NJEA: Do not rely more heavily on standardized tests.

Recruiting Teachers to Troubled Schools

Christie: Allow low-performing districts to pay higher salaries for top teachers moving from other districts.

NJEA: Experienced teachers who switch districts would be eligible for tenure in two years instead of the current three.

Merit Pay

Christie: Pay teachers, in part, based on student outcomes, such as standardized test scores.

NJEA: The union has opposed singling out teachers for merit pay based on test scores. Its new plan calls for teacher leaders to be appointed and eligible for higher salaries, a concept similar to one Christie supports.

School Management

Christie: Have education-management organizations - possibly including for-profit companies - run some struggling schools.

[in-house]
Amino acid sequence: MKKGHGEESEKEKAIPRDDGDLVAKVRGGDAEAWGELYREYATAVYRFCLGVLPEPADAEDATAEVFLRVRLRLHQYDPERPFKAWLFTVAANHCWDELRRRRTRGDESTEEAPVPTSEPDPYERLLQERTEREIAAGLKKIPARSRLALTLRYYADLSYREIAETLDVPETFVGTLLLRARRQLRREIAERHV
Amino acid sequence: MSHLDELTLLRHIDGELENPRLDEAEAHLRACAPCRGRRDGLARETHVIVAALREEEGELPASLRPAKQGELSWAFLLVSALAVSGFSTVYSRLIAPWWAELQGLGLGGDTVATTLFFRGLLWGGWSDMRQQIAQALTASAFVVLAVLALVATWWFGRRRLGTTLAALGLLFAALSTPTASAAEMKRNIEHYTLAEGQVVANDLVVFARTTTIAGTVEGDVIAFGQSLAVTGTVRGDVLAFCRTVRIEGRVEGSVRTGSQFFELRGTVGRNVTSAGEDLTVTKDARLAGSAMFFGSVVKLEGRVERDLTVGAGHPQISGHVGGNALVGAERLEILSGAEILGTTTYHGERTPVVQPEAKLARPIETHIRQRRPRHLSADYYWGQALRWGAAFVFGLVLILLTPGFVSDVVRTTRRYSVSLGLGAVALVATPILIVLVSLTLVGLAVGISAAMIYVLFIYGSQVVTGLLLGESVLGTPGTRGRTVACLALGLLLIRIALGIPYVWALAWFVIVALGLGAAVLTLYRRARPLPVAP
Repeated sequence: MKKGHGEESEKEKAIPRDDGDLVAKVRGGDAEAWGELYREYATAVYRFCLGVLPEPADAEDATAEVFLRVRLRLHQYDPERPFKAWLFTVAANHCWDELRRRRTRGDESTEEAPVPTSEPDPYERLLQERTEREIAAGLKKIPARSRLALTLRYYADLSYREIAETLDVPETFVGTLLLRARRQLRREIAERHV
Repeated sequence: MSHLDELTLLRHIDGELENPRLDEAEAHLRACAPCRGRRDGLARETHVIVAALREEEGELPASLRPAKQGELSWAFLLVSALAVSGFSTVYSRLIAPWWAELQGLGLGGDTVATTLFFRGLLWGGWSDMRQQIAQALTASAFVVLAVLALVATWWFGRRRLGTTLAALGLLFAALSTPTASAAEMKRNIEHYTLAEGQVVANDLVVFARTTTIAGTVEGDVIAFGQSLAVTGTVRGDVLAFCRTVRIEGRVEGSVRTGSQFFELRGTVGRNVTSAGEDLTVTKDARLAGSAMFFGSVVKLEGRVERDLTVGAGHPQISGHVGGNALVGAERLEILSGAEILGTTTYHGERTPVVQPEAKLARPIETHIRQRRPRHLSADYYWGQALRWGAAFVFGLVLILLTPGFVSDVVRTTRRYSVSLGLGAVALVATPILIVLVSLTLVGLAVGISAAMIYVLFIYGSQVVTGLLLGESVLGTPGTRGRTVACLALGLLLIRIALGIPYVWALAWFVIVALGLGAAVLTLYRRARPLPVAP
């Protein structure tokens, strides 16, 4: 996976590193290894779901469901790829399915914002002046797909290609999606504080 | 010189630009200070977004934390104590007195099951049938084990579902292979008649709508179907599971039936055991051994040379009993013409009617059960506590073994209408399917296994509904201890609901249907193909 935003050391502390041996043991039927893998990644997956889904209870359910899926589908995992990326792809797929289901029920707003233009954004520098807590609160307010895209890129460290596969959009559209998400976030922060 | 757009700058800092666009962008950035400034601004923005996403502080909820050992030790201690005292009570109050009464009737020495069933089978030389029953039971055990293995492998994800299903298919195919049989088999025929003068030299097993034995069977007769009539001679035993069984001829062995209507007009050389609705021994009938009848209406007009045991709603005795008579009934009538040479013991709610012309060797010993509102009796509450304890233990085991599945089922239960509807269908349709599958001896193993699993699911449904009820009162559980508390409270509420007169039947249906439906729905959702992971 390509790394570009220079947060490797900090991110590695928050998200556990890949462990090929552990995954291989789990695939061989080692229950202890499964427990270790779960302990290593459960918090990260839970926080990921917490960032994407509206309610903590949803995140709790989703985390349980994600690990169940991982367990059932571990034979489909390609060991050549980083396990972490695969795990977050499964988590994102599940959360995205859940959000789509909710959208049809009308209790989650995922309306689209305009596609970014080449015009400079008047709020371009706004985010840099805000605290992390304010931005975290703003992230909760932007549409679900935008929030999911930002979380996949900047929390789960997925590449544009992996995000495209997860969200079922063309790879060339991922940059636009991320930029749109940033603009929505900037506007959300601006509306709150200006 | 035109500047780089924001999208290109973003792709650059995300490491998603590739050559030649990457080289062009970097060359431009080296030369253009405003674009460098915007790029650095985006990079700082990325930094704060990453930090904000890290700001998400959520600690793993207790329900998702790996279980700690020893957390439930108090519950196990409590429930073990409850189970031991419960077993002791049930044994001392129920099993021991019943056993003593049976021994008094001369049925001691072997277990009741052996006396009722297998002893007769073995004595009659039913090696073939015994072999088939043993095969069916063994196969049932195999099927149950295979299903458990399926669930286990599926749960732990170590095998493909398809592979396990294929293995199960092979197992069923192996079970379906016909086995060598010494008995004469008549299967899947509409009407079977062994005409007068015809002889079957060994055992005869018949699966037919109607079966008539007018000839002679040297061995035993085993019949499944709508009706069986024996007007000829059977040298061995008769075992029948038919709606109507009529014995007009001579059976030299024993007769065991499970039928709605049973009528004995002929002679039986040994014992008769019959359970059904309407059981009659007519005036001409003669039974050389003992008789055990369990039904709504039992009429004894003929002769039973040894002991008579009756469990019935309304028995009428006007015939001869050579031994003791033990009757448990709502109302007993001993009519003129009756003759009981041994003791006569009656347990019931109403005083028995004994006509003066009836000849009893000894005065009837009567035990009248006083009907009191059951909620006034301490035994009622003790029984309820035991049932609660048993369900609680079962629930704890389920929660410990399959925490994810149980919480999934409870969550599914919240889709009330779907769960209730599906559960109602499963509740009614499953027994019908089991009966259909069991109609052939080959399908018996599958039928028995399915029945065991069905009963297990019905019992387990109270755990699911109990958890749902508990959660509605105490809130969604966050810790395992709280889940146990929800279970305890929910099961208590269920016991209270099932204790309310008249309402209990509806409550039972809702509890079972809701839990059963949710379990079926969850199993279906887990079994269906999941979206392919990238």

NJEA: Do not allow for-profit firms to run schools.

SOURCE: Associated Press


Contact staff writer Matt Katz at 609-217-8355, mkatz@phillynews.com, or @mattkatz00 on Twitter. Read his blog, "Christie Chronicles," at philly.com/christiechronicles.

 

NJ Press Media - Cerf takes moderate tone with teachers

12:12 AM, Nov. 12, 2011 |

JASON METHOD

New Jersey Press Media

 

ATLANTIC CITY — It was a change in tone.

Acting Education Commissioner Christopher Cerf came to the teachers union convention Friday and told educators that he appreciated and valued them and wanted to listen to their concerns.

Cerf also praised the leadership of the New Jersey Education Association, telling the teachers twice that they were “well represented.”

“Let’s agree to put children first,” Cerf said near the end of his hourlong address, which was attended by some 200 teachers and union officials. “Let’s find areas where we agree and work on them.”

Later Cerf added: “I really would love to engage the NJEA much more substantially.”